Solar panels to provide eight percent of Augustana’s electric energy


Augustana college to install solar panels on the roofs of Westerlin Hall, PepsiCo Recreation Center, Carver P.E. Center and Centennial Hall during summer 2020. Graphic by Kevin Donovan.

Jordan Cone

During the summer of 2020, Augustana College intends to begin the installation of solar panels on four campus buildings which will provide eight percent of the college’s electric energy, according to Kai Swanson, special assistant to the president.
After a student-led Climate Strike in Sept. 2019, President Bahls appointed a Climate Change Task Force which influenced the college in deciding to prioritize solar power on campus – a project that, unbeknownst to them, was already being negotiated. 
Since then, Augustana announced on April 21 that it has agreed to a 25-year lease with a renewable energy company, Keystone Power Holdings. Under this lease, the college buys electricity generated by the solar panels at a fixed cost, and the company owns and maintains the equipment.
Kirk Anderson is the chief financial officer and vice president of administration and advises the Climate Change Task Force financially.
“The one thing that we didn’t want to get into a situation of, is buying solar panels from a company and then they install them and then we’re required to maintain and fix anything that might go wrong,” Anderson said. “We understand there’s a lot of complexity with that, and we don’t have the staff at the college to be able to maintain and fix a lot of those things.”
So, Swanson said this partnership is a win-win.
Senior Hunter Ridley is a member of the task force and said she was excited to hear about the college’s plan to install solar panels.
“Projecting to run eight percent of the college’s energy is really admirable,” Ridley said. “I mean, it may sound like a small number, but I’m really excited that they were showing a huge visible commitment to something like this.”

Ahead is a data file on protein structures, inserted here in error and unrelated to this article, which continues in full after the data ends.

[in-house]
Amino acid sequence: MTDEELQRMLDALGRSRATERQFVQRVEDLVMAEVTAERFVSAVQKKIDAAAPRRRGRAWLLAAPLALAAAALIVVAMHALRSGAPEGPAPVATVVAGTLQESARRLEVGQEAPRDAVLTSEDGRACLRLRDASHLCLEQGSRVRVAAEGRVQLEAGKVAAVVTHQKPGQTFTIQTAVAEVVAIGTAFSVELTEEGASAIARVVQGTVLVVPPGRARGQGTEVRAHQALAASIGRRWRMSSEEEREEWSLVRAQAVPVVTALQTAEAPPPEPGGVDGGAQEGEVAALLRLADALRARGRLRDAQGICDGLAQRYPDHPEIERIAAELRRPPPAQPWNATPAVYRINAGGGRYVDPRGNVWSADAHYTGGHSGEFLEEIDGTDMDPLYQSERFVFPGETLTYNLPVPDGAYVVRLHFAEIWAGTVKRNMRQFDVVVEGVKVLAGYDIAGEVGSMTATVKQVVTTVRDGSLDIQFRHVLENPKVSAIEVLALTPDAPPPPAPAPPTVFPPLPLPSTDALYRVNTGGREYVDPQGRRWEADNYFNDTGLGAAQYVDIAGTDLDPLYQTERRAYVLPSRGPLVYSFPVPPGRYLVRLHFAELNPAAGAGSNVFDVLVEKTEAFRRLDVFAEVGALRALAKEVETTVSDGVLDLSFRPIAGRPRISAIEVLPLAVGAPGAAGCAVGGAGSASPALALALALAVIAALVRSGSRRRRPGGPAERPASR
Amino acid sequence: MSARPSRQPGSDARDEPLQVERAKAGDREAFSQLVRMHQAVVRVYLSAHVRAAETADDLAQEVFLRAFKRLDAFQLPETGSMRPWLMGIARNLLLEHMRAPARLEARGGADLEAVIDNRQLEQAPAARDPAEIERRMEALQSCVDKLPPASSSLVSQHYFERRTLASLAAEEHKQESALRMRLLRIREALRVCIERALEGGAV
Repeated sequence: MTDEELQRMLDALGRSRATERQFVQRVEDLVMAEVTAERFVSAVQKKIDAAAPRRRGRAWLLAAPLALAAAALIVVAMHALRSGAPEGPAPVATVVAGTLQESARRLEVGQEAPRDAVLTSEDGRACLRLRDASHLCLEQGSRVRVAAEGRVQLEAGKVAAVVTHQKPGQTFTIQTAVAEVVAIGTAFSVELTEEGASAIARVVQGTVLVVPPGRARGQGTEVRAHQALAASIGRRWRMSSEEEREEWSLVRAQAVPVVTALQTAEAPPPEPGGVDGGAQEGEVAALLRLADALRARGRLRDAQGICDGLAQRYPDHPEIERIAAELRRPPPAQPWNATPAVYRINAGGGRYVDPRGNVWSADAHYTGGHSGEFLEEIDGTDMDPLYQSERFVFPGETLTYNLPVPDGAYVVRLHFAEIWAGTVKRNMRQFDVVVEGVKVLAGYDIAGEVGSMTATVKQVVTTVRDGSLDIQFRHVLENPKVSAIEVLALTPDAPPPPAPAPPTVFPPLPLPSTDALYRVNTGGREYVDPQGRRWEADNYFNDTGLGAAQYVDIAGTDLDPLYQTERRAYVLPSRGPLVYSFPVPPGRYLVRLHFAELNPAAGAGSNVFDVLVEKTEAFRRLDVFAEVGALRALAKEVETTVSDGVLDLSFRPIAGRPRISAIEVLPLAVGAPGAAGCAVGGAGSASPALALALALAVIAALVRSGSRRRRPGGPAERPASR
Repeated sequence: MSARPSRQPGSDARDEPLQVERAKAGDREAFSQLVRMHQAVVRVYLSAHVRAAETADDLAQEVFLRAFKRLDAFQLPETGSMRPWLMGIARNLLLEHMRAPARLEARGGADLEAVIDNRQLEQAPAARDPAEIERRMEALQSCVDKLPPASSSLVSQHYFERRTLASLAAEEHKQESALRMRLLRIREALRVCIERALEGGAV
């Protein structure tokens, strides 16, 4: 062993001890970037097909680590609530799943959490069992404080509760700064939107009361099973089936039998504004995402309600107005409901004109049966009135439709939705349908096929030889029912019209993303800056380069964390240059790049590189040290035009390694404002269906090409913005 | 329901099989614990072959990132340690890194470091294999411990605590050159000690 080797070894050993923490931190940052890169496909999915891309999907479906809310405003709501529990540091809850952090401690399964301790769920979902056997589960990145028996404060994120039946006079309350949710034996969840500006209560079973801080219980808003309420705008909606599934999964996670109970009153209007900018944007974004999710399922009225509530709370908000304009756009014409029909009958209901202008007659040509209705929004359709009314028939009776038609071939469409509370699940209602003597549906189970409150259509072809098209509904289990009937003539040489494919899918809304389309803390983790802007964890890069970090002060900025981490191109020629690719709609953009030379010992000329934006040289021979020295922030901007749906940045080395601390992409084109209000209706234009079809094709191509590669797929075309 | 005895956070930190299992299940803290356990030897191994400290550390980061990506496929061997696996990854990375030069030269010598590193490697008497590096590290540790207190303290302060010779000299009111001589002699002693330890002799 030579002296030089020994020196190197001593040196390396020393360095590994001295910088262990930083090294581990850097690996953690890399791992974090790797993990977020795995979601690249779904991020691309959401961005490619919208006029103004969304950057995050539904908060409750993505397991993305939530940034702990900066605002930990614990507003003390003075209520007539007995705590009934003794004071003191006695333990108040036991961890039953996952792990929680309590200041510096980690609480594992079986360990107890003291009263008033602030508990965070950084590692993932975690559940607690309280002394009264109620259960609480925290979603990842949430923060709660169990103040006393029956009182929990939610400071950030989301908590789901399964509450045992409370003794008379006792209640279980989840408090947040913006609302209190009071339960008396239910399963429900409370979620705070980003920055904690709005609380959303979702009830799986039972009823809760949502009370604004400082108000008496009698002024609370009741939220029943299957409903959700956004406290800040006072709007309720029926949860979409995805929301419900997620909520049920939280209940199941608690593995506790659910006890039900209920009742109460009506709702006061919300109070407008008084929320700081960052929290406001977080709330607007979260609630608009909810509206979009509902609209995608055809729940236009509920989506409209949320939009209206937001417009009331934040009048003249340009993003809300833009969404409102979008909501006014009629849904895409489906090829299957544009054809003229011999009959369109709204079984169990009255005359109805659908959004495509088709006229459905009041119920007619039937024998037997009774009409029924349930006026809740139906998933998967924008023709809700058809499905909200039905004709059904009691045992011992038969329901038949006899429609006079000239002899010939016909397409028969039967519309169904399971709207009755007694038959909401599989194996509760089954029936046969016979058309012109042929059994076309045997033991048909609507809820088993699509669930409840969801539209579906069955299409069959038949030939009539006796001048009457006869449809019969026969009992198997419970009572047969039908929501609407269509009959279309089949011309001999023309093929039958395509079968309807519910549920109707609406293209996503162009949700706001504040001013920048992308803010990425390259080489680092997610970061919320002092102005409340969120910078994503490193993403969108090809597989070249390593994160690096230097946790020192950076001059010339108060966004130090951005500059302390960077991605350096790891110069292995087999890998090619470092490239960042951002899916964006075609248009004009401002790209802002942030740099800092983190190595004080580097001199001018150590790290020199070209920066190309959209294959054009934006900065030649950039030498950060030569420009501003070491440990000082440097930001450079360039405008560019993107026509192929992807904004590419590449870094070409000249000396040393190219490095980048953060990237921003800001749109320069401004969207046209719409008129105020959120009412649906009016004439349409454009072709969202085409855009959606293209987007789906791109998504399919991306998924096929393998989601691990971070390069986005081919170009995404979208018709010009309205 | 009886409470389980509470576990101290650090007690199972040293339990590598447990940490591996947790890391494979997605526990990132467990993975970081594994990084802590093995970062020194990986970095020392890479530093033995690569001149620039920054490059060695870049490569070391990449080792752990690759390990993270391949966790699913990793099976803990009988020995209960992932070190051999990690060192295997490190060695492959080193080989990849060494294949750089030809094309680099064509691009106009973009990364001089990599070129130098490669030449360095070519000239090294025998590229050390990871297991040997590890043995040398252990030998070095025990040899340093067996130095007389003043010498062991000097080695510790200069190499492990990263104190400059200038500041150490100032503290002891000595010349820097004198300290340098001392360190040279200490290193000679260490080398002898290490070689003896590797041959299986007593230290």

The solar panels will be installed on the roofs of Westerlin Hall, Carver P.E. Center, PepsiCo Recreation Center and Centennial Hall. 
According to Anderson, there are plans to install solar panels on top of the Knowlton Center which is currently under construction. 
“We’ve actually implemented drawing plans within that whole plan structure to make sure that the roof on the facility can support the solar panel array if we want to do that in the future, too,” Anderson said.
Swanson said this is not the only effort the college has made towards sustainable energy. 
The college primarily purchases energy from MidAmerican Energy, a company that has begun to shift away from coal-fueled power to wind-power.
Campus-wide, Augustana has switched to LED lighting.
“That was something that the school did invest money in to the tune of about half a million dollars to swap all of those out,” Anderson said. “We’ve been able to save upwards to about, what looks like it’s gonna be close to about, $120,000 a year on our electricity bill.” 
The task force, according to Ridley, has made around 20 other suggestions to the college. 
“We’re literally fighting against an uphill battle,” Ridley said of climate change. “It is a crisis and it is something you need to take seriously.”
These suggestions include bettering Augustana’s recycling program, divestment in fossil fuels and taking investment savings from green infrastructure projects like solar panels and putting that money into other projects.
“I want these students 50 years from now to look back and say, ‘Wow, what we did really make a difference, and it’s made a huge impact,’” Swanson said. “I think that’s highly likely, and I think they should be proud of that.”